Currently, Texas has a three-tiered path to graduation in which students are automatically placed on a path for college readiness, but kids who graduate with the minimum degree aren’t eligible for a four-year university. Aycock’s bill would flatten the degree options, so any Texas high school diploma would be good enough for a student to attend college.

Higher education leaders, minority student advocates and major businesses have worried Aycock’s bill would leave students less prepared for college, because it requires fewer courses commonly seen as signs of college readiness, especially algebra II.

An amendment by Reps. Mark Strama (D-Austin) and Dan Branch (R-Dallas) would have maintained a preference in the system for college readiness, suggesting students would default to a “distinguished” diploma path, which requires four years of math and science.

Under an amendment tacked onto HB 5 earlier in the day, students would need a parent’s signature to change their endorsement choice—and Rep. Joe Deshotel (D-Beaumont) focused on that scenario when he spoke up against Strama’s proposal. Deshotel asked lawmakers to consider how hard it could be for a student to tell their parents, “I can’t hack this, I have to drop down to a lower level.”

“If they don’t want to go to college, they shouldn’t have to get a permission slip signed by their parents if they want to do something else with their lives,” he said.

A long debate followed with a handful of lawmakers on either side, split not by party or urban-rural lines, but by disagreements over how to encourage students to attend college without creating a daunting system that leads to more dropouts.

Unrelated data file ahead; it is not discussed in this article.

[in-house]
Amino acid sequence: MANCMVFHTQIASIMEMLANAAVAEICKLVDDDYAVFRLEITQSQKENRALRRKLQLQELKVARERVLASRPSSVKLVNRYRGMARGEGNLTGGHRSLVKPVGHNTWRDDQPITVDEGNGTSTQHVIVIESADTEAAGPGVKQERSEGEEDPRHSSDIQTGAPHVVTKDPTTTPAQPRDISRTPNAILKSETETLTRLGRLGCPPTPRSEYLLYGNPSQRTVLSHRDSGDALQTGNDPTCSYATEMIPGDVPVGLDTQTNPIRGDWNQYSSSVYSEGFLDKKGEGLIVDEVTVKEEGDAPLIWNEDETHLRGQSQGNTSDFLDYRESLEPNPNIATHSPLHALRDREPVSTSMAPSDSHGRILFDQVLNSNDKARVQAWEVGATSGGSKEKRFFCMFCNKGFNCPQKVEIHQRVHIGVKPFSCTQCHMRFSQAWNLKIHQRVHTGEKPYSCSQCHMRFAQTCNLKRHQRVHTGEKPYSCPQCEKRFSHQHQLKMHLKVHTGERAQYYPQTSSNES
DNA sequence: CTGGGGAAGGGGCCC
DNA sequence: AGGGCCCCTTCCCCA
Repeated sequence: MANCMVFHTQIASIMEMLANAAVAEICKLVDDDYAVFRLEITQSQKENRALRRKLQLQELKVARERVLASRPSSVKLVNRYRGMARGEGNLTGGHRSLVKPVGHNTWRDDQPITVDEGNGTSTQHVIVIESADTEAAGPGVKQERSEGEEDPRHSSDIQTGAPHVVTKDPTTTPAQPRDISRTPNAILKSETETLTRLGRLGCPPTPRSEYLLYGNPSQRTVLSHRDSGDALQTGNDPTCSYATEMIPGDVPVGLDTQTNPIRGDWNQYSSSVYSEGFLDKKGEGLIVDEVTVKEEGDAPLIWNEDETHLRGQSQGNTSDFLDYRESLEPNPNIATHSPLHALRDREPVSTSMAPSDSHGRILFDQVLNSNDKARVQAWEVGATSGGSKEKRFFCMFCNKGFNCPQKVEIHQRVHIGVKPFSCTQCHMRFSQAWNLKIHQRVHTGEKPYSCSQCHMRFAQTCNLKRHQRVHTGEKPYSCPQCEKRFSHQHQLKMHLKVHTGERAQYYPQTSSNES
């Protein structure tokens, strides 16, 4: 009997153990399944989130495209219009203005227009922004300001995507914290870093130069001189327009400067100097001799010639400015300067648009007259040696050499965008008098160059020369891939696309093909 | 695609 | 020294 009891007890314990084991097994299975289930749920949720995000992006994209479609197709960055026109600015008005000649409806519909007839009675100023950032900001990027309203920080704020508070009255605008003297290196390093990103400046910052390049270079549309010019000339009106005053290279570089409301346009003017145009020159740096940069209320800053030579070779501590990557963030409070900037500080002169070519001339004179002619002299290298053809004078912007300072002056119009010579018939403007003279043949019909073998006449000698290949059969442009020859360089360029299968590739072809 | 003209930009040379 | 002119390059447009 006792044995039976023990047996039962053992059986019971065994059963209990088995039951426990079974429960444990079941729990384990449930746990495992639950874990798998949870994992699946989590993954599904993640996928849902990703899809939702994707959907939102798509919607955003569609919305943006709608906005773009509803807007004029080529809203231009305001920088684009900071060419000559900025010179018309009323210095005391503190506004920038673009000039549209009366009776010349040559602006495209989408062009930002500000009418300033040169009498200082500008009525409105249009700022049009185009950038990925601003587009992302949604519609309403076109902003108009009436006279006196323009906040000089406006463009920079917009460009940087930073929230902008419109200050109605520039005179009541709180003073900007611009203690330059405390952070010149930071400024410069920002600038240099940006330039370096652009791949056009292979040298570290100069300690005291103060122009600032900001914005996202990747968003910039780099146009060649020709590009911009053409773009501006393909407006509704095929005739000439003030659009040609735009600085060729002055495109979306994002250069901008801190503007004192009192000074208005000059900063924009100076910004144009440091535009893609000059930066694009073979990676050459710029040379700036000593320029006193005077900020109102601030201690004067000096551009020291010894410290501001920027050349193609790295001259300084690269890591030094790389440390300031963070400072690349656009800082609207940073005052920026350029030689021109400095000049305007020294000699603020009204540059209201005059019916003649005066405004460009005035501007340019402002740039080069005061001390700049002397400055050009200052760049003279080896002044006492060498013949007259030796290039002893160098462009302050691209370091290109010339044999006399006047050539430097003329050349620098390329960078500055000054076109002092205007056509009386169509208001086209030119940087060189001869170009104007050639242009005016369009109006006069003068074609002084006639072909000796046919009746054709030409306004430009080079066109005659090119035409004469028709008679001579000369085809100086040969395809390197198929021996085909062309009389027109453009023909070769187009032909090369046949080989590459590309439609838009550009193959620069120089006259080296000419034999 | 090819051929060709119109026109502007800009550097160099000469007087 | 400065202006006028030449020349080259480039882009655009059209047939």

Houston Democrat Sylvester Turner spoke up in favor of Strama’s amendment. “Let’s just be real,” he said. “If you set a low bar, many of our kids whether we like it or not are going to go for the low bar.”

Strama noted that under Texas’ current 4-by-4 program—which encourages all students to take four years of math, science, English and social studies—minority students are choosing the college-ready path at the same rate as white students.

Dallas Democrat Eric Johnson said that’s why he supported Strama’s proposal. “I have a problem with the idea of taking a regime where we’ve seen African-American, Latino college participation rates going up … and undoing that,” he said. “I’d like to see them start in the pipeline. Put every child in the college pipeline initially and let them opt out.”